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How the SA Government is looking after asylum seekers


A $200,000 grant for trauma support and individual case management, including referrals to critical support services and programs, is just one of the ways that DHS has been helping new arrivals from Ukraine and Afghanistan these past few months. We are also leading the SA Government’s support coordination efforts.

A comprehensive package for people seeking refuge

The grant funding to the Australian Refugee Association (ARA) is part of a comprehensive package for migrants seeking refuge in Australia that is aimed at ensuring new arrivals can access short-term accommodation, services and supports straight away, regardless of their visa status.

The support package includes

  • $300,000 to the Australian Migrant Resource Centre (AMRC) to continue general settlement support for new arrivals and migrants to South Australia (Department of the Premier and Cabinet)
  • $175,000 to the Association of Ukrainians in SA Inc. to employ a coordinator to support volunteers and the broader community (Department of the Premier and Cabinet)
  • $1.8 million worth of medical supplies to Australian Federation of Ukrainian organisations to be distributed to hospitals and humanitarian aid centres in Ukraine, facilitated by the South Australia chapter (Department for Health and Wellbeing)
  • Fee waiver for all public hospital costs (Department for Health and Wellbeing)
  • 1800 332 443 Mental Health Support Line — a confidential trauma-informed counselling service, available 8.00 am to 8.00 pm every day, for anyone impacted by the unfolding conflict in Ukraine (Department for Health and Wellbeing)
  • Access to public housing for Ukrainian new arrivals, including a South Australian Housing Authority commitment to further leasing of 40 properties to settlement services provider AMES (SAHA)
  • Support to access private rental accommodation and special considerations for assistance (SAHA)
  • Job seeking services and support to build skills that will help gain employment (Dept of Education)
  • Cross-government contributions to welcome packs gifted to Ukrainian refugees through an initiative of The Advertiser Foundation
  • 100 ‘Treasure Boxes’ filled with toys, books, nappies and toiletries (DHS)
  • Translated information (English and Ukrainian) on relevant services (DHS)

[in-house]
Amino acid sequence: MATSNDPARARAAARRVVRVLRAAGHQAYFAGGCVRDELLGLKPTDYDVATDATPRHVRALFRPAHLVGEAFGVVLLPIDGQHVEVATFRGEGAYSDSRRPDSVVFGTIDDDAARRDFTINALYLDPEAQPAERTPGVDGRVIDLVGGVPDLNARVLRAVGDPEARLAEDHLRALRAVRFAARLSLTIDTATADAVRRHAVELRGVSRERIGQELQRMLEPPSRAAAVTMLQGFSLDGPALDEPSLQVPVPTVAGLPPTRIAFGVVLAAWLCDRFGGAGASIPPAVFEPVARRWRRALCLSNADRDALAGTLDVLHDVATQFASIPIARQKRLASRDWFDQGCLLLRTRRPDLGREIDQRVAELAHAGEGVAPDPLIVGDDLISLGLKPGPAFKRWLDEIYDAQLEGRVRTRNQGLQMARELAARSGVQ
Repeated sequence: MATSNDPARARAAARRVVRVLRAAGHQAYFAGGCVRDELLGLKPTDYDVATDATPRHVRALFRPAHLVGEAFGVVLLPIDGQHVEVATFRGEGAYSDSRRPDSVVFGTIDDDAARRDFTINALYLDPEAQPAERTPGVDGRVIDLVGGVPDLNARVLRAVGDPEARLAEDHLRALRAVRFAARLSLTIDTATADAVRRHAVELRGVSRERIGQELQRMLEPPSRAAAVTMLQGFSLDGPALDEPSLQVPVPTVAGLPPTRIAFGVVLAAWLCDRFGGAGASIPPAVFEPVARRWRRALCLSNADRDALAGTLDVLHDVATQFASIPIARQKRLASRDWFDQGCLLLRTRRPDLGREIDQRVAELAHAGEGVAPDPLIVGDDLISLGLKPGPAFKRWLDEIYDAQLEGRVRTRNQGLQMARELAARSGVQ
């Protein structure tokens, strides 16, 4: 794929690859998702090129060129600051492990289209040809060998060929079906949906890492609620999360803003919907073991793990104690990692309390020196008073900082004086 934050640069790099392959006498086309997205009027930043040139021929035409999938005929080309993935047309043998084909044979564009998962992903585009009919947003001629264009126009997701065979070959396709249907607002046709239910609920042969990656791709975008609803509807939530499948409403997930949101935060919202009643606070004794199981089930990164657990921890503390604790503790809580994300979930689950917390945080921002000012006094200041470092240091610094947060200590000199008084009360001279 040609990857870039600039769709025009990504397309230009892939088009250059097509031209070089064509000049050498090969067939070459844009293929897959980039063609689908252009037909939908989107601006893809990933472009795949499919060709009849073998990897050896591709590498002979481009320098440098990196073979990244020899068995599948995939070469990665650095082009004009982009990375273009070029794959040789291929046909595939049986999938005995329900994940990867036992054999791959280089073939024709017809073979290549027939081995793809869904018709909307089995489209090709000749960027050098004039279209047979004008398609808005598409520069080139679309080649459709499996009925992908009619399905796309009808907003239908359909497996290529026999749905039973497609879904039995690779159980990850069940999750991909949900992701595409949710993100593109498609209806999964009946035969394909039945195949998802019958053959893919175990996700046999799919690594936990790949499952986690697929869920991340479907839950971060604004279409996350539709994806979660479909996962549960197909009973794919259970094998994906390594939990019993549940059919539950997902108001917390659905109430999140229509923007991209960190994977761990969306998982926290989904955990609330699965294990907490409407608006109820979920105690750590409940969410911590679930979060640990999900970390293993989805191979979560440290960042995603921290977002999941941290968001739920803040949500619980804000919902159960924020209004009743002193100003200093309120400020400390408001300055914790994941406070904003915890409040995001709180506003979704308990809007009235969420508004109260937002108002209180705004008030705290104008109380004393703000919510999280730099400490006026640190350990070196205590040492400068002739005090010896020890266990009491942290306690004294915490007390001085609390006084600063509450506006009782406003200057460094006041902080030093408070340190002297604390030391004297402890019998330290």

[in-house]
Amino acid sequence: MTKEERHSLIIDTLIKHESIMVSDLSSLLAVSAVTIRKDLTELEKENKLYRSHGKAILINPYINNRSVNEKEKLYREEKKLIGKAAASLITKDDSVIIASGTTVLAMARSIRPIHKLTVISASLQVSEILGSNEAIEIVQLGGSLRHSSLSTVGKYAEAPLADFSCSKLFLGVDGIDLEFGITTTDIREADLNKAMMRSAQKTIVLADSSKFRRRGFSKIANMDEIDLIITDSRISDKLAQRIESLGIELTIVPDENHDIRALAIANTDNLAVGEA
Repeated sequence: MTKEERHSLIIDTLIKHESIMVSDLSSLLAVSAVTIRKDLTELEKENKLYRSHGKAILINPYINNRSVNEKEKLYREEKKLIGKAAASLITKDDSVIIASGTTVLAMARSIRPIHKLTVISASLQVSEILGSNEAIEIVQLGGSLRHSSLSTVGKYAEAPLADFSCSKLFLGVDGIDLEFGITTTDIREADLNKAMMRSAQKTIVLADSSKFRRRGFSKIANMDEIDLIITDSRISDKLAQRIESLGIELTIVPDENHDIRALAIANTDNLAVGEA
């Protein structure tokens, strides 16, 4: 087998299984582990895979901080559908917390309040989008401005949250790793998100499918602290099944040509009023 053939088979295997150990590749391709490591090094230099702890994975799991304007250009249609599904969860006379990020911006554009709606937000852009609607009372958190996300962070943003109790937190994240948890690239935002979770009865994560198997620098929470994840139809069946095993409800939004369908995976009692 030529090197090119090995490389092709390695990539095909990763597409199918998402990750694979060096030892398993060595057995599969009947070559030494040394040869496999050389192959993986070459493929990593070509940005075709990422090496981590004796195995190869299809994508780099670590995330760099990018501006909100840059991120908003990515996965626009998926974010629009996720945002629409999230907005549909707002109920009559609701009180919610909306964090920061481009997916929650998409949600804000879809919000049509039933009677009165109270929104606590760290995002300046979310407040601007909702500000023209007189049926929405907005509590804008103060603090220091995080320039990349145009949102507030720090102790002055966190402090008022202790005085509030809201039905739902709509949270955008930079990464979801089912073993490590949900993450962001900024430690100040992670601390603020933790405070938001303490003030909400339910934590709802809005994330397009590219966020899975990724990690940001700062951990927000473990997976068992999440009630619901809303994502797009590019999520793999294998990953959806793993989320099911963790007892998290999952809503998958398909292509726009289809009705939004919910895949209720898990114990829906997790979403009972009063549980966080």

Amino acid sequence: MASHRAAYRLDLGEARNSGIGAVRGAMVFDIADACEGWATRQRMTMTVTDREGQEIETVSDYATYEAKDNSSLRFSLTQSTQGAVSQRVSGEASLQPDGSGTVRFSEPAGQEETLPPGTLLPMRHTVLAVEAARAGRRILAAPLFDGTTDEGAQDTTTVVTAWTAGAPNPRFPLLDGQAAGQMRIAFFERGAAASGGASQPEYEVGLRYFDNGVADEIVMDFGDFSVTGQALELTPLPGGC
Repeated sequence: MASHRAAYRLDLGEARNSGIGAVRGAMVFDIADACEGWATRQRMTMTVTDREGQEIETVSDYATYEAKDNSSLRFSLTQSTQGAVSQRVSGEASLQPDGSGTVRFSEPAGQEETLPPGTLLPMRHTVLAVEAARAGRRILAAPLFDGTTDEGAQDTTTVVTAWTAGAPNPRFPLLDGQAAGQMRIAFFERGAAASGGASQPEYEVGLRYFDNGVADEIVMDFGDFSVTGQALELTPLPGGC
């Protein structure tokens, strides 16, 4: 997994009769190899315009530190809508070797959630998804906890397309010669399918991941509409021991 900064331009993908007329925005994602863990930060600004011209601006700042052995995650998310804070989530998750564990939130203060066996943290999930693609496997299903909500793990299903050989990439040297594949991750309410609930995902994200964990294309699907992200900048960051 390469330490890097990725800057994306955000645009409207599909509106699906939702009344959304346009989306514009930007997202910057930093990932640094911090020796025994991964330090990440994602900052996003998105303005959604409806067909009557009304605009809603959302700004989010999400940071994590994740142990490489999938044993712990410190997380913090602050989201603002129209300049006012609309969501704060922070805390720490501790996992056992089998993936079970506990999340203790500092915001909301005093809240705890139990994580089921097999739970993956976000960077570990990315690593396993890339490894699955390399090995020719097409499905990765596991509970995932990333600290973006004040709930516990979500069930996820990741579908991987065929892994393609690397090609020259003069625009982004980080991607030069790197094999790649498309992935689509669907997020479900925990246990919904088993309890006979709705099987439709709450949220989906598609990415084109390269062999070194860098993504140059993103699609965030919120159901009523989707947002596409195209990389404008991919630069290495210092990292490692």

• Access to the Community Connections program to build stronger social and community connections (DHS)
  • Access to programs such as Financial Counselling, Emergency Financial Assistance, Gambling Help Services (DHS)
  • Roundtable discussions with key community organisations and government representatives to consolidate supports and identify what further assistance is needed for Ukrainian refugees to settle in South Australia (DHS).

Culturally specific wellbeing programs

According to Deb Stringer, CEO of the ARA, the $200,000 grant from DHS will help the ARA to work with the Afghan and Ukrainian communities to develop culturally specific wellbeing programs which address mental health and trauma.

“Humanitarian migrants (refugees) carry complex histories and experiences of trauma,” she explains.

“Different cultures can perceive trauma and understand mental health issues differently. It can also take time for trauma to be acknowledged and mental health issues to emerge as immediate settlement needs such as housing and employment are addressed.”

Since the conflict between Ukraine and Russia began, more than 100 Ukrainian refugees have arrived in South Australia with more to come.

While the Commonwealth is working to fast-track these people into the Humanitarian Settlement Program, they will need the support of the South Australian Government and its people.

The support package is not just for new arrivals from Ukraine, but available to all new arrivals on temporary visas who are applying for asylum seeker status.

Page last updated : 19 Aug 2022

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